by Jim Rogers
[Editor’s Note: Having been in Dallas Monday September 18, 2017 for preoperative testing at the same hospital where Cecil died on Friday, I was unable to give a proper tribute to Cecil Savage on Monday. Here is our feeble attempt to honor a great man and good friend.]
For almost 13 years Cecil Savage informed the Hopkins County area with the news of the day. However, his greatest contribution to local listening would be heard on Tuesday and Friday nights and any other evening Wildcat sports were broadcast on KSST. His insight into sports made the game come alive for those listening to his football color or his baseball insights or the specific sport being broadcast.
Many a Sulphur Springs athlete found their name called and praise given in an encouraging manner that made them feel their contribution had been much in the game. That was only a small part of what made Cecil great. For coaches, there was no greater friend than the man who asked the questions that enabled them to inform local sports fans regarding the finer points of the game. An understanding of the play called, the reason for that specific play or pitch presented and the love of the game and the love of high school sports continued to grow in the heart and mind of the fan. For those in the broadcast booth, the respect shown his fellow broadcasters proved a pleasant experience for those listening. The years Dick Caldwell and Cecil shared in broadcast were prime time listening.
Cecil’s voice carried a depth of meaning and an extension of enthusiasm for the game. Having invited Cecil to join the KSST crew in the press box even after he left the broadcast scene, it was apparent that he never lost a step in his broadcast finesse.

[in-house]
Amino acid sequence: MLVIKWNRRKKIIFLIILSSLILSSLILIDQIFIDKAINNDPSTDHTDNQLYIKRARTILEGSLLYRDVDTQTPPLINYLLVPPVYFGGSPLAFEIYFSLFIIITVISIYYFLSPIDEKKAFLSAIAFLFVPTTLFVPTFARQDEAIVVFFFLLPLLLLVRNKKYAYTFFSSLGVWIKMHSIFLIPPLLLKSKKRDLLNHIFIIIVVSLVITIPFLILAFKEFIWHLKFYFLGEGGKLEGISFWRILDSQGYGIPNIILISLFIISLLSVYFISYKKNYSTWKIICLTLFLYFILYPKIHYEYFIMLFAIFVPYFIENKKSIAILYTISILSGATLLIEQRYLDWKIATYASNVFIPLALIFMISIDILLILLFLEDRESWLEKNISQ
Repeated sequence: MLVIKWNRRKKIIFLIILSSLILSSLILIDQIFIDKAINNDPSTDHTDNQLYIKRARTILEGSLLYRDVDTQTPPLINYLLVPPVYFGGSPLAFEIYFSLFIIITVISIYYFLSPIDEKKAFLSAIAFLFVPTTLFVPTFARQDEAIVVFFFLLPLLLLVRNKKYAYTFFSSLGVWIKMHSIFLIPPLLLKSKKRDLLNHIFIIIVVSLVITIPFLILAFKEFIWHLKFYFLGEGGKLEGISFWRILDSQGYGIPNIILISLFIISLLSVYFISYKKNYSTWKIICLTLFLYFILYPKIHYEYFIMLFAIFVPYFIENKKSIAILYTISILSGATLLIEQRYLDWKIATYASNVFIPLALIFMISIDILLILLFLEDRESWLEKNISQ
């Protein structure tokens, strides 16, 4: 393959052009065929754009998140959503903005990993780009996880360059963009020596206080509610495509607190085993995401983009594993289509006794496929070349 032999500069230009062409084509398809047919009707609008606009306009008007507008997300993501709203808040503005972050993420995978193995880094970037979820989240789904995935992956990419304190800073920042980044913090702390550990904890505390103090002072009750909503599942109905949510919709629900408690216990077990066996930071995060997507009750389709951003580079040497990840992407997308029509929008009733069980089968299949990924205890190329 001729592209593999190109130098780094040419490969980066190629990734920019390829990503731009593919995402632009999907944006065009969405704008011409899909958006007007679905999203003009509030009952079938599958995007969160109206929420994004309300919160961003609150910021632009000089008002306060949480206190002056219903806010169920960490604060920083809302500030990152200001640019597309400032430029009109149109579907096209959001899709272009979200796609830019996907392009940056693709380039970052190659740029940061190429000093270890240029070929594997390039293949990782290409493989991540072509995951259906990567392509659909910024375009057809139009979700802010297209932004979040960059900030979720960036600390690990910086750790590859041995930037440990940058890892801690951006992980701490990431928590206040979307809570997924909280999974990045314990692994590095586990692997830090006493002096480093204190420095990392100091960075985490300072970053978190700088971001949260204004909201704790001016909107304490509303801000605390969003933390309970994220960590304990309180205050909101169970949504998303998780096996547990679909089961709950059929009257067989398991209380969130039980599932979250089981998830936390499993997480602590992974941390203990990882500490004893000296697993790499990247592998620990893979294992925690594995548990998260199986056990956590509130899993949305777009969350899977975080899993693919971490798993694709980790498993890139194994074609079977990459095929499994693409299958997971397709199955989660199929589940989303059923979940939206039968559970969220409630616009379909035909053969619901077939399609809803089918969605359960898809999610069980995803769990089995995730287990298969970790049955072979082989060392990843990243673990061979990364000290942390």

The most difficult thing is to follow one who is so good at his job. However, he never failed to encourage others who made attempt to do the work he was born to do. He was respected by those who observed his talent. However, he was loved by those who knew him. His contributions to KSST will long influence this organization. The community can be thankful to Bill Bradford for having given Cecil the opportunity to exercise his gift.
Cecil left the area and the broadcast booth several years ago, according to the calendar. It was only yesterday to those of us who heard him and were drawn into the game as Cecil crafted the words that give a mental picture of “what just happened” on the field.
In his final days, he continued to write of his experiences. He blogged about sports, weather, and his sickness. Cancer is a hateful thing. Add to that the complications Cecil faced and it made for a “fourth and long” situation. However, Cecil gave it a royal battle as he, with his wife at his side, fought tooth and toenail until the final day. He was to have been placed on hospice the day he died. He competed until the final whistle… just like he had called every game to the end.